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I like to know your idea about is there any third system after linear, none linear classification.

Could we consider more universe dimension than 4 dimensions (time, XYZ) like 11 dimensions of  string theories?

Dose this class is closed and could not extend (logical rules in this definition)?

If yes, how could extend logic? what is the first option for extending the logic for this purpose?

Is stochastic math equation is as one candidate?

Thabks for your attention.

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  • $\begingroup$ Any more detail needed? $\endgroup$ – Laurent Duval May 23 at 15:36
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Mathematically, linearity is a binary property: a system is either linear or not.

Realistically (and with some careful definition of terms, mathematically) a nonlinear system can have degrees of nonlinearity. In all cases the system is still nonlinear, but in some cases it can be treated as linear. Here is an incomplete listing of terms that I have seen or used:

  • Operated in the linear region. This means that if you're careful about the inputs the system receives its behavior is linear, and when you do your analysis you can treat it as such. There may be mechanical stops or numerical issues that are nonlinear behavior, but as long as the system states never exceed certain boundaries, these nonlinearities are never active.
  • Mildly nonlinear. This means that for the purposes of design and analysis, the deviation of the actual system from linear behavior is small enough that it doesn't matter. This is such a common case in circuit design and control systems design that we often don't think of the system as "nonlinear" per se.
  • Quantization noise. (If someone has a suggestion for a name for the general case, I'm listening.) Quantization is a nonlinear phenomenon, but we can deal with it by treating it as random noise (or, in some cases, bounded but antagonistic noise) that is added in "magically" and design our systems around that treatment.
  • Strongly nonlinear. Some systems just have nonlinearities that cannot be ignored. A relay is an example of this -- it's output is either on or off; if you try to linearize it you find that it has zero gain outside of the switching point, and essentially infinite gain at the switching point. There are other examples, of various degrees of tractability.
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  • $\begingroup$ Thanks Tim, that was intresting for me. $\endgroup$ – modern Dec 24 '19 at 6:39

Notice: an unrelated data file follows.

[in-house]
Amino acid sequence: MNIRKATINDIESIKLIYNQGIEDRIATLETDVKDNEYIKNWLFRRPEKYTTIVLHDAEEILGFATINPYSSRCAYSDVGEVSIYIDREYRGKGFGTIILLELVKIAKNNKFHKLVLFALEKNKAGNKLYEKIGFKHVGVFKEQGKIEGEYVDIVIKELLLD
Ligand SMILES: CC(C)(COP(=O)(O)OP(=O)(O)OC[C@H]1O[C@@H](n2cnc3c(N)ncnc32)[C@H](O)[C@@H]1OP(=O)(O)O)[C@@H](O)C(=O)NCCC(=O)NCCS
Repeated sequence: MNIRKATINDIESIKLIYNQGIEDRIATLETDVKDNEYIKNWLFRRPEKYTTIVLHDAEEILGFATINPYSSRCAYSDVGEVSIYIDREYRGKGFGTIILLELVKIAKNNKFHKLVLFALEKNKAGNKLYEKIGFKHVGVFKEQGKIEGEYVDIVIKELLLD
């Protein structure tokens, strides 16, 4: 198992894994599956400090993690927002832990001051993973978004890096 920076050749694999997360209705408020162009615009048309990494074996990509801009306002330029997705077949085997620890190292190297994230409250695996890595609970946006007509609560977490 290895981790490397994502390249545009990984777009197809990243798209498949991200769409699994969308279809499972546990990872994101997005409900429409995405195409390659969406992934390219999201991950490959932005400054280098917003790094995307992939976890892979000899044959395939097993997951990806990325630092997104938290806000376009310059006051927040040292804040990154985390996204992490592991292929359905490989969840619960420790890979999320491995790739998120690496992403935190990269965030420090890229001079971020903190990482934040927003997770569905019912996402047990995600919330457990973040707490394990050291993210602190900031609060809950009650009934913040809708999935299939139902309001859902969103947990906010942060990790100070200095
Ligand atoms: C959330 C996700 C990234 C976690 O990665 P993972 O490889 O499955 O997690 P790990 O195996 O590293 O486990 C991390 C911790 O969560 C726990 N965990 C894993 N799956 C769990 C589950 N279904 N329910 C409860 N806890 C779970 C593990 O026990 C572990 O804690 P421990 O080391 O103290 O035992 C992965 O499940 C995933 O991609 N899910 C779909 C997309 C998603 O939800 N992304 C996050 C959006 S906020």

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Let me remind that properties (like linearity, time invariance) are not made for fun: they both model useful processes or systems AND they can be used to derive interesting properties, algorithms, etc.

From linearity combined with time-invariance, you get... convolution, Fourier, etc. When systems are more complicated, people have however tried to model them, and build tools from these models. Of course, you can go into higher dimensions, and find systems that are not fully linear, but are linear in some variables, and not in some others. So you can find bilinear (some time-frequency transforms, e.g. Wigner-Ville) or trilinear systems (some tensor models). I have not used those beyond the fourth dimension. Some systems, using complex values, are more subtle, like sesquilinear systems, linear in one variable, conjugate linear in the other:

$$\mathcal{S}(ax,by) = a\overline{b}\mathcal{S}(x,y)$$

As you mentioned logic, one can also play on the scalar number system. Rings, quaternions, etc. can provide exotic tastes.

As said by @TimWescott, some systems are approximately linear in some regions. So beyond linear, there are affine systems, polynomial ones (related to Volterra filters), systems that are linear under a monotonic transform (like homomorphic filters, that are linear under a logarithm).

Beyond those more of less natural linear extensions, there are morphological filters, order statistics and stack filters, etc.

The above gradations provide interesting alternative to "fully nonlinear" systems, that can be very wild and maybe not so practical to use directly.

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